Microsoft chairman Bill Gates and newly anointed Chief Technical Officer Ray Ozzie last week announced a software-as-a-service initiative, dubbed Live, which is the companys long-awaited answer to challenges from the heavyweights of the Internet world—you know who they are. Unfortunately, whats new at Microsoft isnt necessarily so for users of existing service models—Salesforce.com, for instance, which has been offering hosted online applications for some time now. Some of the Live applications are not yet alive or are still in fledgling form, writes Senior Editor Peter Galli in his coverage this week.
Microsoft, which is noting Windows 20th anniversary this month, is facing its biggest challenge, one that it thought it had wrapped up when Internet Explorer eclipsed Netscape, when, in fact, that was just the beginning.
New yet not-so-new technology, in the form of virtual machines, also is sweeping across the IT landscape. Enterprise developers are finding new ways of deploying and using virtual software. eWEEK Labs Senior Analyst Jason Brooks takes a look at how two forms of VM technology work and how they can help make your IT environment more flexible and manageable.
You would think, given the popularity of services such as iTunes, that the music industry would be starting to "get it" when it comes to the nexus of music, the Internet and the PC. Not so, at least on the part of Sony BMG Music Entertainment. In Senior Writer Paul F. Roberts eye-opening story, Sonys DRM (digital rights management) software that comes on its CDs was found to employ techniques that make it virtually unremovable and undetectable to users—and a possible exploit for malicious hackers. The DRM technology prevents users from burning more than three copies of a particular song on the CD. (Sony has since offered a removal program, but it is unclear how that will affect use of the CD.)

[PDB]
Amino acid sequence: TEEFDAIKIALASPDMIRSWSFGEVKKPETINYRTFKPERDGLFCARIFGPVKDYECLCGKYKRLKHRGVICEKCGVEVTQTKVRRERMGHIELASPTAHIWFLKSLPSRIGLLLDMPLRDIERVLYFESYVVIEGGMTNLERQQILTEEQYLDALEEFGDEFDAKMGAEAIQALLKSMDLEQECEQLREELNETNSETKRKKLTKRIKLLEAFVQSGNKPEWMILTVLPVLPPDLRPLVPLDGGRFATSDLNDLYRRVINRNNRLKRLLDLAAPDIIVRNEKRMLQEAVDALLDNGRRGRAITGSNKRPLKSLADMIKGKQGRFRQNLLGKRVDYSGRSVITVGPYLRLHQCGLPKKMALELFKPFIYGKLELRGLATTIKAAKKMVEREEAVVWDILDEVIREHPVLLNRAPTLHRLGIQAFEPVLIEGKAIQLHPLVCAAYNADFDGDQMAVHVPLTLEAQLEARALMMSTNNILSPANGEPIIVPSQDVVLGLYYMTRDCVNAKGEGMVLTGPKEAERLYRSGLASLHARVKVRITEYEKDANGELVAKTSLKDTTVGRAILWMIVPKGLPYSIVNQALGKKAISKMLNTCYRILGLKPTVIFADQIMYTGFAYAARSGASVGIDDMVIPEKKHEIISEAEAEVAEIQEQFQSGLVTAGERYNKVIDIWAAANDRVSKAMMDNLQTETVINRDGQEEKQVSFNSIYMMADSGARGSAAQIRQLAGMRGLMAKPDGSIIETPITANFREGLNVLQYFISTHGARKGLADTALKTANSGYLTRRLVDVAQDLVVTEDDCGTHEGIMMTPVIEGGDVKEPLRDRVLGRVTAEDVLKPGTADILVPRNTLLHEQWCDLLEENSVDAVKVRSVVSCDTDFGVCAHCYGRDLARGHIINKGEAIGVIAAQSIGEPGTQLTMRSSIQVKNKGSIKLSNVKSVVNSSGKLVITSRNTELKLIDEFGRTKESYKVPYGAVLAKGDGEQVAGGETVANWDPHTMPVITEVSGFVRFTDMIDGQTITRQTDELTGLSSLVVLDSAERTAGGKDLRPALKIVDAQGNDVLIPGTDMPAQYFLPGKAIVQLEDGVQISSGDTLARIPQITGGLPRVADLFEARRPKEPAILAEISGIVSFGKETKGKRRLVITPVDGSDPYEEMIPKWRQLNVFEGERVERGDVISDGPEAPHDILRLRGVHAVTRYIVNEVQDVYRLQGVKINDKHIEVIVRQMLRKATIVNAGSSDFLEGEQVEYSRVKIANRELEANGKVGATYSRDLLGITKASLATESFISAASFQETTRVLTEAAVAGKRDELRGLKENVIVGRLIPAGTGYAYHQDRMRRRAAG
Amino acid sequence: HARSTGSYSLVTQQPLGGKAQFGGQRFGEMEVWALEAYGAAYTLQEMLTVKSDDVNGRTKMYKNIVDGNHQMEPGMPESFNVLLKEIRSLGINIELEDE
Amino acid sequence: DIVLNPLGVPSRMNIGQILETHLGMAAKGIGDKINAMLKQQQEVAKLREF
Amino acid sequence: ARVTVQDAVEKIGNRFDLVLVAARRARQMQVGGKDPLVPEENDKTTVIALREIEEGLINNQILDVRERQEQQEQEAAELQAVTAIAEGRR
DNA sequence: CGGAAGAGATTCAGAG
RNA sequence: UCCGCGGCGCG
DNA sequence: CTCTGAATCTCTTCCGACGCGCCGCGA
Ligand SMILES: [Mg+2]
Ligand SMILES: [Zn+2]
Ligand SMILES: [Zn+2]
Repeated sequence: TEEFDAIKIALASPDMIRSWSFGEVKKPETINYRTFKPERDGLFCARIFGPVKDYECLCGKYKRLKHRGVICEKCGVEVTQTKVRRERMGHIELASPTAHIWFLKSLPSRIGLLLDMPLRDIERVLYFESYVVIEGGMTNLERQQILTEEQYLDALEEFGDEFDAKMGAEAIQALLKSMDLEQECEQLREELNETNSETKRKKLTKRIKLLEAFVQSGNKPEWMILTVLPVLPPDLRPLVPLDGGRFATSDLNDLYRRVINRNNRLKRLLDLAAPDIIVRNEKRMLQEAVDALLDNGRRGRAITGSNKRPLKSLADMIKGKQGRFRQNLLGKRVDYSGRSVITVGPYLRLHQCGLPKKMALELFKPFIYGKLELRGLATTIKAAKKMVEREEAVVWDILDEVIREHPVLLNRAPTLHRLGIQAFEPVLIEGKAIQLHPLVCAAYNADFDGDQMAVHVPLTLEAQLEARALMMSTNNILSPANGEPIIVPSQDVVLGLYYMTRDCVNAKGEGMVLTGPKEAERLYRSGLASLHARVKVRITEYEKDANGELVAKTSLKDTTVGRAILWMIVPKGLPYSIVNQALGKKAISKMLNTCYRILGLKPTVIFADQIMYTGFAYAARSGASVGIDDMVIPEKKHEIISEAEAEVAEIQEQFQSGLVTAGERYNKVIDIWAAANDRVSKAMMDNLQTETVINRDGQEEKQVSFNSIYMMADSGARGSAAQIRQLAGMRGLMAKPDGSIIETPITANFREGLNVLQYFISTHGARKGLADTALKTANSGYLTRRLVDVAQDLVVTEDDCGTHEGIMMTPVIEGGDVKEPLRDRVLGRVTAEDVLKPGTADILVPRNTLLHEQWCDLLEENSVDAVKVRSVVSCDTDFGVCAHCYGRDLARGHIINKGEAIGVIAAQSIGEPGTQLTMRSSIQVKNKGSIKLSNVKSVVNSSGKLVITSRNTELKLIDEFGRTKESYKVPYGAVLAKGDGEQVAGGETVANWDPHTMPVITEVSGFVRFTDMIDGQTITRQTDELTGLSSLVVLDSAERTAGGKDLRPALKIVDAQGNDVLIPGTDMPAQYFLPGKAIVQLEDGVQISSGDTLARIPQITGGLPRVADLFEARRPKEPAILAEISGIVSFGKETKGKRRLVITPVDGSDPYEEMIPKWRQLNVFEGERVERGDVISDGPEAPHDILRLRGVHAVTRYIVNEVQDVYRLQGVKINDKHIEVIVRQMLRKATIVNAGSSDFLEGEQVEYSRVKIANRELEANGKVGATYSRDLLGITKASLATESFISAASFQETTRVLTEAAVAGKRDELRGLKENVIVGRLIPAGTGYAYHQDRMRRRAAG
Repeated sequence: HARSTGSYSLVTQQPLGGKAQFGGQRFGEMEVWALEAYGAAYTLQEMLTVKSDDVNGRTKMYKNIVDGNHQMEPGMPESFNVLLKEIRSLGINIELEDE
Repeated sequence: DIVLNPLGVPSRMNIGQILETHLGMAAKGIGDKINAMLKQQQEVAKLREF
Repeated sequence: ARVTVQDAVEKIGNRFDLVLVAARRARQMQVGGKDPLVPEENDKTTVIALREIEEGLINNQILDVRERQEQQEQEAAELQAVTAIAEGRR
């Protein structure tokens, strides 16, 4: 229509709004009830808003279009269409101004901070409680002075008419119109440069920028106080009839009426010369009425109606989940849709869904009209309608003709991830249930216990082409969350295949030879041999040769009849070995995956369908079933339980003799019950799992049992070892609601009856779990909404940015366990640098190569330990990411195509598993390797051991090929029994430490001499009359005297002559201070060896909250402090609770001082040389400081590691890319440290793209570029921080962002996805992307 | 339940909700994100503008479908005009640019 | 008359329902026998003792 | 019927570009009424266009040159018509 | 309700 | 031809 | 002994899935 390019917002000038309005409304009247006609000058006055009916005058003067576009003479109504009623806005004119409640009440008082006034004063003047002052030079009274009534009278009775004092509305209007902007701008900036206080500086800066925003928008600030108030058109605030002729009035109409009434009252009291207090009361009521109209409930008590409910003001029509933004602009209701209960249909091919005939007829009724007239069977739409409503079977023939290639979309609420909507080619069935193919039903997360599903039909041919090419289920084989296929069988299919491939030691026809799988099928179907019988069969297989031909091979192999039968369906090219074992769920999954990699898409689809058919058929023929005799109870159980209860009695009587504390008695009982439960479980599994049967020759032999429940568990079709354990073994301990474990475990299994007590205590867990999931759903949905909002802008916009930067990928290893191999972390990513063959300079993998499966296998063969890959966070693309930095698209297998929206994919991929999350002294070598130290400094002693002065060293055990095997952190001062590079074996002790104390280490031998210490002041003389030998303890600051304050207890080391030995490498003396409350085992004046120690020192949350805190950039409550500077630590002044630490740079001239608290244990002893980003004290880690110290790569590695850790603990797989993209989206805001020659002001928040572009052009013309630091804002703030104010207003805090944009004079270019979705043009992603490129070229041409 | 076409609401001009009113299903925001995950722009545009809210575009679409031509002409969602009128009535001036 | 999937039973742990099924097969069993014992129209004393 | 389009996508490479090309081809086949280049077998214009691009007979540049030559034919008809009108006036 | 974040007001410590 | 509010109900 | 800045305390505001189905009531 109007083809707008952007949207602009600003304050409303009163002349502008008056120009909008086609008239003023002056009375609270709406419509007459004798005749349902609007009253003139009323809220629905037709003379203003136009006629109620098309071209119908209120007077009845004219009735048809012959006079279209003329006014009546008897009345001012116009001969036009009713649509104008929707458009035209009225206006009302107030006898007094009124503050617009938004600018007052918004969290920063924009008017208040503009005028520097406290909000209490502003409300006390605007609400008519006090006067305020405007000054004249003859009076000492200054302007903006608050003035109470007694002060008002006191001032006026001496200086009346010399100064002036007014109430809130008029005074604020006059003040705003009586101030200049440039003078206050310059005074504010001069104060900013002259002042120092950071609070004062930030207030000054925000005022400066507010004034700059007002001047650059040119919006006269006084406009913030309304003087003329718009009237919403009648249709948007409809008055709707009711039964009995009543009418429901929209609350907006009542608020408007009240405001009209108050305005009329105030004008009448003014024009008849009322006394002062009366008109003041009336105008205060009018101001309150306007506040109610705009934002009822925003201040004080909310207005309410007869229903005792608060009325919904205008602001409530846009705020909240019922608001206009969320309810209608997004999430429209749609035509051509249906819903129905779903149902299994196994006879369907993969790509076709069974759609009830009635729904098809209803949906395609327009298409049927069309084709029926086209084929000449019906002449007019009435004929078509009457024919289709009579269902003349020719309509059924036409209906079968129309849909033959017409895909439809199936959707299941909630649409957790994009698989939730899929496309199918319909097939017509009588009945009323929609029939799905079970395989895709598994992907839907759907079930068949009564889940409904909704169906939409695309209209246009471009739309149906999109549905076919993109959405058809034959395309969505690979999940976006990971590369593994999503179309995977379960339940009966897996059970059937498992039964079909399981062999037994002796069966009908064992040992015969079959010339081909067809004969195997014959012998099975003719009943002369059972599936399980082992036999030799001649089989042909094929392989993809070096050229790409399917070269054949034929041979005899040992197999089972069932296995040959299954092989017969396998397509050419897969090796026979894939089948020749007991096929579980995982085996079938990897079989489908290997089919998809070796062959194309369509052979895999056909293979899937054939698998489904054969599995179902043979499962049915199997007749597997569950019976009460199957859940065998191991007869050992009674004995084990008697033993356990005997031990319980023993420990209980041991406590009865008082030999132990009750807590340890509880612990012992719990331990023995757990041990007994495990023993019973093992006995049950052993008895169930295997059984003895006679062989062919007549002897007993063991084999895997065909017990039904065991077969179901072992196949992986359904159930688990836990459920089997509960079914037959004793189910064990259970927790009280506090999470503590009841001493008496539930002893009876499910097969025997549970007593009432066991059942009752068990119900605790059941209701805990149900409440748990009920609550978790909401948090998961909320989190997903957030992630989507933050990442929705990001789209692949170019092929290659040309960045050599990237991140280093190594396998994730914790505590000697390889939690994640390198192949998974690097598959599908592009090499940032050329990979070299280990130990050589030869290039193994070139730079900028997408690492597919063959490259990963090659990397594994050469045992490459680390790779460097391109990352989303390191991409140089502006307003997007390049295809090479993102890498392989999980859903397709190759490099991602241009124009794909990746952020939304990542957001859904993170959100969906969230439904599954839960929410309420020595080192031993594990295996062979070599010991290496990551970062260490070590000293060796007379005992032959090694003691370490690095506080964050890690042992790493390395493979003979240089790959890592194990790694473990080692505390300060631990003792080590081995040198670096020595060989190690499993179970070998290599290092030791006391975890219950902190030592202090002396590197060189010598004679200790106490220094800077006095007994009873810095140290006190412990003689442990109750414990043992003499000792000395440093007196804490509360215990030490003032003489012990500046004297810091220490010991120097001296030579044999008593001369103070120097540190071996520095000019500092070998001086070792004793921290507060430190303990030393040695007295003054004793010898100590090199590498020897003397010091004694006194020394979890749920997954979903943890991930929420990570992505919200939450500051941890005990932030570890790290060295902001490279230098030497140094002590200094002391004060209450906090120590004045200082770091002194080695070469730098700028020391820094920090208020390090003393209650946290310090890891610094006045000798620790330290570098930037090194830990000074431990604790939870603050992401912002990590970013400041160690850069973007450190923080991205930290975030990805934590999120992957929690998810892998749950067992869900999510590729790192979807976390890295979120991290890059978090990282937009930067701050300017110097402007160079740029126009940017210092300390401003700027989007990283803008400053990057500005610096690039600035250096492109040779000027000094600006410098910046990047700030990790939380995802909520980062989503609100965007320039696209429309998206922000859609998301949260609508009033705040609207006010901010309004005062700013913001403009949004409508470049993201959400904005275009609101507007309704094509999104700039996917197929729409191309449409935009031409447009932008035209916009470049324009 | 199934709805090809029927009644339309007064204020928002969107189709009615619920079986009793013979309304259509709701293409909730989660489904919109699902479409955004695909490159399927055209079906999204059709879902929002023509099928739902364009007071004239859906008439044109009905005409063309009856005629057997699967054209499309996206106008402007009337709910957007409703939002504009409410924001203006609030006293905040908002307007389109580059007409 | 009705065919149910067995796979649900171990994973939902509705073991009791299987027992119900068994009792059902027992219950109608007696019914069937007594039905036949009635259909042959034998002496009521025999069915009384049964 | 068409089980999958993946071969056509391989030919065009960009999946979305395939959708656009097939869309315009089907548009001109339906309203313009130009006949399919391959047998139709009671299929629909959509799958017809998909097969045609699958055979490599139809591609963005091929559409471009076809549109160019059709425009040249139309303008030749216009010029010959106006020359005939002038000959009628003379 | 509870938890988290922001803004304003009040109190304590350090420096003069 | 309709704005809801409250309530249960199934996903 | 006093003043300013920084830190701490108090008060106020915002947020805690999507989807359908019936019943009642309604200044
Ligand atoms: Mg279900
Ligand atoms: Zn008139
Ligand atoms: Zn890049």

From Sonys perspective, the logic is that if copying is limited, then pirates will not be able to flood the market with bootleg copies, thereby cutting Sonys revenue and profits. In truth, by treating customers as potential criminals, Sonys taking money out of its own pocket by giving music buyers (and musicians, for that matter) more reasons to avoid the CD medium altogether and go directly to online services. The original Napster may be dead, but the digital content revolution it started lives on.
eWEEK magazine editor Scot Petersen can be reached at firstname.lastname@example.org.
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